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Luke Edwards
Luke Edwards

ABOUT Forza Horizon 3


Forza Horizon 3 is a racing video game set in an open world environment based in a fictional representation of Australia.[1] The gameplay world is about twice the size of Forza Horizon 2,[2] and the game contains locales and regions based upon their real-life Australian counterparts.[3][4] While previous Forza Horizon games have depicted the player as being one of the racers of the Horizon Festival, the player is now the director of the festival, and their role is to expand it throughout Australia by completing races, challenges, and stunts to earn fans.[2][5] If enough fans are earned at a certain threshold, the player can set up new festival locations and unlock more events.[6]




ABOUT Forza Horizon 3



Over the course of development, the team talked about and tested new technology prototypes for several months to help enhance the visuals for the game. Among these prototypes was an HDR sky system.[22] As an idea, the team thought of pointing a high-resolution camera at the sky for hours as a time-lapse. A test was then conducted in Leamington Spa, England. Lighting artist Jamie Wood admitted that during the test, there was more variety in shooting a camera at a sky than the sky design system that was used in Forza Horizon 2. Three teams of two were then sent to Braidwood, New South Wales to capture Australia's more distinguishing skies, clouds, and weather patterns. For a few months, the teams performed the shooting process using HDR cameras. The cameras took thousands of photos with frame interpolation over 24 hour periods, alongside the lenses and light sensors needing to be cleaned regularly. Videos of the sky were also taken, with the footage being about 30 days long overall.[30] The shooting process took place through various weather conditions and times of day to resemble a "dynamic weather system" in the game. This further meant that camera exposures and filters had to be changed frequently to adjust to each time of day. The footage of the sky was then imported into the game.[26] Because of the sky footage, days were longer in Forza Horizon 3 than its predecessor, and clouds also correlate with weather systems in-game.[30]


Ralph Fulton explained that "humans form their first impressions incredibly quickly", elaborating that the first few minutes of playing a video game can drastically change how a player thinks of it. Playground Games later conducting a study of first impressions before developing Forza Horizon 3. Two groups of test subjects both played the same Forza game for the same amount of time, except one group played in a sports car and the other played in a regular car. When asked about their experiences playing the game, the group that played in the sports car rated the game generally better. As a result, Playground Games spent a large part of their development cycle (about eighteen months) developing and curating the first few scenes of the game. In February 2015, it was decided that the first few scenes would be split between the opening drive and the first of the game's events, with the decided route for the opening drive being finalizsed a month later. By June 2015, the route was being tested and concept art was drawn for the scenery that the player would see during the opening drive, although some concepts had to be adjusted or removed, such as the rainforest being made less dense. Problems also emerged with the car that the player would be driving in during the opening sequence, the Centenario. The Centenario resulted in being too fast for the player to observe the scenery as intended, requiring changes in the route and terrain. As the opening drive also went off-road, a cutscene had to be instituted to switch the Centenario to a buggy to accompany the harsher terrain. Additionally, the first event after the opening drive had to be pushed back for further improvement, prompting modifications to be made to the opponent vehicle.[24]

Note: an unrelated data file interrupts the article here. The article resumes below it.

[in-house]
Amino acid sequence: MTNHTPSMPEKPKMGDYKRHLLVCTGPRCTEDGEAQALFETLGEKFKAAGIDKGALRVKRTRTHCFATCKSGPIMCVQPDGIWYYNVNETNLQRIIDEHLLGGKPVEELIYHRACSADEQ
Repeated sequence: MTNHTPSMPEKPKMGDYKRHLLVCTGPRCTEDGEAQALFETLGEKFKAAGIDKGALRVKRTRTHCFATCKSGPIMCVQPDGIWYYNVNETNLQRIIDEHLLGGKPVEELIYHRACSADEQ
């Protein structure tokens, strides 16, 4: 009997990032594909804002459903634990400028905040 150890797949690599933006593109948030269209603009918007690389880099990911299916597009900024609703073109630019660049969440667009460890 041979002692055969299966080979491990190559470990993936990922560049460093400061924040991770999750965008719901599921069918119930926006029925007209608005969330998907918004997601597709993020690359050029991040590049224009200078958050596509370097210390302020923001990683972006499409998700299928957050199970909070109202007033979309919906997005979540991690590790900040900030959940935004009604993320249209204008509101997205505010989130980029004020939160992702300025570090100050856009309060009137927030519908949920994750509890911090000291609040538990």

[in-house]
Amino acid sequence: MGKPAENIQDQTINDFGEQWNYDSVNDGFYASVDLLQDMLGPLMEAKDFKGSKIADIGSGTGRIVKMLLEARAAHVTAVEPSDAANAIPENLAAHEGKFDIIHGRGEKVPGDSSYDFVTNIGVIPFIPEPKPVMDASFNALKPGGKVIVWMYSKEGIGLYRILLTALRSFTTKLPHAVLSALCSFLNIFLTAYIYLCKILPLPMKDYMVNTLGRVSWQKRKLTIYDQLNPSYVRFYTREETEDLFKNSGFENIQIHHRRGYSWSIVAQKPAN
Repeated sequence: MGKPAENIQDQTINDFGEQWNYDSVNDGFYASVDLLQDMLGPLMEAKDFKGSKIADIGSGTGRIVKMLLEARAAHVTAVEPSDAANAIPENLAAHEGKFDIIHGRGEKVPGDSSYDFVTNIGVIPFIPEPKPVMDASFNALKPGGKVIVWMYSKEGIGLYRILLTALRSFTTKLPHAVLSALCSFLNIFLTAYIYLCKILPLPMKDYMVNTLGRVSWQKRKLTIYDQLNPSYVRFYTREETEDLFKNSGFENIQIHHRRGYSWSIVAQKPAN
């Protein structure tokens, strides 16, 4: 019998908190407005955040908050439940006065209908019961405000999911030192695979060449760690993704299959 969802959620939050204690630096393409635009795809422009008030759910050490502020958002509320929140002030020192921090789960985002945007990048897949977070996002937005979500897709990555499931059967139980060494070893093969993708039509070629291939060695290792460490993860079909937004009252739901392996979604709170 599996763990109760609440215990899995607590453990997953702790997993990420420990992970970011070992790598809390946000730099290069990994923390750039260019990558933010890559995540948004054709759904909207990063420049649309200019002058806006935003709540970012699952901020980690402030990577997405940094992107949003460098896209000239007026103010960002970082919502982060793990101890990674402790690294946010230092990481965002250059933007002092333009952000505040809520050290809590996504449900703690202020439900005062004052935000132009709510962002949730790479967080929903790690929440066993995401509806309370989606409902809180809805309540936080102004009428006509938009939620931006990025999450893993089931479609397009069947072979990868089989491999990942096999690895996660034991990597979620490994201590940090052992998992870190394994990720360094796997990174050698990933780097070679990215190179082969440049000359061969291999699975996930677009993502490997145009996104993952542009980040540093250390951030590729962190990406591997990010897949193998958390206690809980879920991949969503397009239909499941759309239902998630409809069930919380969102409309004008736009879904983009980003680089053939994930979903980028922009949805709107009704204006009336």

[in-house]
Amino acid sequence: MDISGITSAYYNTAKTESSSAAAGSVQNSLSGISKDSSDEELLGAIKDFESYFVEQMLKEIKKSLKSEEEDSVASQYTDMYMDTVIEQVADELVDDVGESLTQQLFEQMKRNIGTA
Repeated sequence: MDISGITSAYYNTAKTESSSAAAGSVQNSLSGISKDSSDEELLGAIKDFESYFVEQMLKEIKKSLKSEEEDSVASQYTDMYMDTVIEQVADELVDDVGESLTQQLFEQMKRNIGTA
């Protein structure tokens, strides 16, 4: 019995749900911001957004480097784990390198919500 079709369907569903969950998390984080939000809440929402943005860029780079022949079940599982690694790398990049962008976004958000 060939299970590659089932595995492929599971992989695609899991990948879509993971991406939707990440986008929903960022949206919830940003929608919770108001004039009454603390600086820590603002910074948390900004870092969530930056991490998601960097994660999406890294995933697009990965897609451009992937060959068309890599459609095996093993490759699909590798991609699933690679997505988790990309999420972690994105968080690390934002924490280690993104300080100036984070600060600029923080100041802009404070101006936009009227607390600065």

There have been two crossovers between Forza Horizon 3 and other video game franchises. During the game's release, players were able to obtain Halo's fictitious Warthog if they played either Halo 5 or The Master Chief Collection on the Xbox One. Players may also win the car by completing challenges in the game.[54] On 1 August 2017, Forza Horizon 3 players received the Quartz Regalia from Final Fantasy XV through the in-game message system, while Final Fantasy XV players received an Xbox Live message with a code to redeem the car. The DLC was free for those who've played Forza Horizon 3 on Windows or either game on Xbox prior to that date.[55] It took about 1,500 hours to program the Regalia into the game, since there was no real-world data that the game designers could take reference from.[56]


And yet here it is in Forza Horizon 3. Why? I guess to delight people like me, who happen across it unexpectedly in a car list stuffed with esoterica, from dune buggies to wood-panelled station wagons to the three-wheeled Reliant van out of Only Fools and Horses. And because the developers at Playground Games really know about and love cars, which means knowing about and loving cars that are slow or forgotten or weird, as well as cars that are fast and glamorous and marketable.